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2022 Yamaha XSR900 First Ride Review

The 2022 Yamaha XSR900 looks right at home on any stretch of canyon road.

The 2022 Yamaha XSR900 looks right at home on any stretch of canyon road. (Adam Campbell/)

Riding the 2022 Yamaha XSR900 from Ventura, California, to the outskirts of the Ojai Valley is a lesson in well-executed compromise. A streetbike this well-suited to laid-back beach towns doesn’t usually make the best dance partner on snaky mountain roads. And yet the XSR900 feels just as comfortable at the apex of sweeping third-gear corners as it does relaxing alongside sandy surfboards. That is the beauty of blending classic styling with modern technology, a trick Yamaha is getting better at all the time.

Yamaha has had years to perfect the recipe. The MT-09-based XSR900 was introduced in 2016, and while critics noted the imbalanced chassis and aggressive power delivery, there was no denying the platform’s potential. A yearslong development cycle to determine the right balance of style, performance, and character resulted in an all-new MT-09 in 2021 and, now, in an all-new XSR900.

Editor’s note: We reviewed the ‘21 MT-09 during the Yamaha Builds a Better Triumph – 2021 MT-09 Review and 2021 Yamaha MT-09 MC Commute Review articles and videos. Read the 2022 Yamaha XSR900 First Look Preview to learn about its technical improvements.

The smooth, elongated tank feels just right with your knees tucked into the pockets; Legend Blue paint looks amazing in the sunlight.

The smooth, elongated tank feels just right with your knees tucked into the pockets; Legend Blue paint looks amazing in the sunlight. (Adam Campbell/)

More Than a Makeover

The first thing you’ll notice about this naked bike are its striking new lines, which give no clue to the challenges Yamaha has to overcome when trying to keep its Sport Heritage lineup from becoming stale. How do you keep a retro-inspired design feeling new? Yamaha’s solution was to borrow design cues from its early-to-mid ‘80s GP machines, which had boxier bodies and more diagonal lines than the 1970s machinery that inspired previous XSRs. Squint your eyes as you look at the latest-generation XSR and you’ll see parts of a 1984 TZ250. Sweet, sweet heritage.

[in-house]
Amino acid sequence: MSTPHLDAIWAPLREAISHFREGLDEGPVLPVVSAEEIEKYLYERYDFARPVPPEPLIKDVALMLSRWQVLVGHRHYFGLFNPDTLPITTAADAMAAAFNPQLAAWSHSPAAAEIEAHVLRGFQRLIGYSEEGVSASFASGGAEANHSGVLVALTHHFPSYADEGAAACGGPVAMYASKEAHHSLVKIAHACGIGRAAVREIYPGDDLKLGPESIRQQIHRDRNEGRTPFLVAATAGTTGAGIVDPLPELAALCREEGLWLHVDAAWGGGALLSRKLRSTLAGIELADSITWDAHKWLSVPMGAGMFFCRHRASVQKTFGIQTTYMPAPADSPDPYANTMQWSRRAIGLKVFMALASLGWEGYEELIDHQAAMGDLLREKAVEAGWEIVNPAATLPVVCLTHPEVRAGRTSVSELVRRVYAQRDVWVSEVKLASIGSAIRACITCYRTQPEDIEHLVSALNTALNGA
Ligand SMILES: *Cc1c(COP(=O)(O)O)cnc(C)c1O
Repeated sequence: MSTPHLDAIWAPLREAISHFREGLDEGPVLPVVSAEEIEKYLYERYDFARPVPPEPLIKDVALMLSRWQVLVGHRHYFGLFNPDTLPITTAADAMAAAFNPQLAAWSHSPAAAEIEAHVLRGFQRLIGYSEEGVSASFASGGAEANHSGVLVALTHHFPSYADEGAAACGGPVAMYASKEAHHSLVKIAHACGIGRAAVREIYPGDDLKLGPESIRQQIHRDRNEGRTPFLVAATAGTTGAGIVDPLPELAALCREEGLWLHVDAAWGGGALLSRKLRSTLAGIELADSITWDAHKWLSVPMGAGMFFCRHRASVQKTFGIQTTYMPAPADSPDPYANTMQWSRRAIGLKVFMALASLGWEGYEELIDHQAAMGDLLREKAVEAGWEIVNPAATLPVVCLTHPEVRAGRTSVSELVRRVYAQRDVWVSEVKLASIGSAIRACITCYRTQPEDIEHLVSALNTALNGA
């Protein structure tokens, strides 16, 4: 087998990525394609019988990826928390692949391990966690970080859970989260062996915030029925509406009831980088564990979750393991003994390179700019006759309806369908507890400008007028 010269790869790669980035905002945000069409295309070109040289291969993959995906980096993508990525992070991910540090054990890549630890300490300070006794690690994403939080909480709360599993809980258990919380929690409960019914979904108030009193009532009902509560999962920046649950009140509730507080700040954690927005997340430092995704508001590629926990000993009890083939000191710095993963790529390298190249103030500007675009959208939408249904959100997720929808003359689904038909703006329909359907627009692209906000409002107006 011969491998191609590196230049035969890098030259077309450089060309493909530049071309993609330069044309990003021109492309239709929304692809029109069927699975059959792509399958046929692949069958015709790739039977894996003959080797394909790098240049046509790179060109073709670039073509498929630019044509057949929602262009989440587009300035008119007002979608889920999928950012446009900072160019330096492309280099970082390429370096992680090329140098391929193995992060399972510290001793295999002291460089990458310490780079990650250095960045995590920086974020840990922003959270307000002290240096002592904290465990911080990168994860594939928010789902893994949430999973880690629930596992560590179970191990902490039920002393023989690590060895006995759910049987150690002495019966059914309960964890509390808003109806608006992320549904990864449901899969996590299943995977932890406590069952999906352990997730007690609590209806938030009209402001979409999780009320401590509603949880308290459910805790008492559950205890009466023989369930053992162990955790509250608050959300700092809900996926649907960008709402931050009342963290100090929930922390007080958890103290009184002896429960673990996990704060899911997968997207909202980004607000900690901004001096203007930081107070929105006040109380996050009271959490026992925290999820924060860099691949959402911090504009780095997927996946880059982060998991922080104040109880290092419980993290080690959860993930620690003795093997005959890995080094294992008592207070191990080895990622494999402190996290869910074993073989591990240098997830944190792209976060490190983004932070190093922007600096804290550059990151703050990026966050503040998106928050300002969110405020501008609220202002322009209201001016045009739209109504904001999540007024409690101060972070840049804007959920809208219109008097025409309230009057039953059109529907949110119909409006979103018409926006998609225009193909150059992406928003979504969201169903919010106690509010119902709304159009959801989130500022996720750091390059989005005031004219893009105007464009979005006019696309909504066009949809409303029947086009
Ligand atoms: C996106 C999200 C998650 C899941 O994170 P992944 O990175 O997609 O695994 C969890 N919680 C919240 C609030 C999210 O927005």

For proof of Yamaha’s commitment to the redesign, look no further than the D-ring fasteners on the side covers, the hidden taillight, and the purposeful void between the seat and tank, which echoes the gap between the fuel tank and cowling on early-’80s GP bikes. Other nice touches include bar-end mirrors and the foldaway passenger footpegs that help the bike maintain its sleek shape when tucked away.

The XSR900’s full-color 3.5-inch TFT display is small but effective. Information is easy to read at a glance and you can easily toggle through settings using the handlebar switches.

The XSR900’s full-color 3.5-inch TFT display is small but effective. Information is easy to read at a glance and you can easily toggle through settings using the handlebar switches. (Adam Campbell/)

Of course, how something goes is just as important as how it looks, and the Sport Heritage machines are meant to be decidedly sporty. To that end, Yamaha continues its proven formula of borrowing hard parts from the MT-09 and sprinkling model-specific pieces throughout.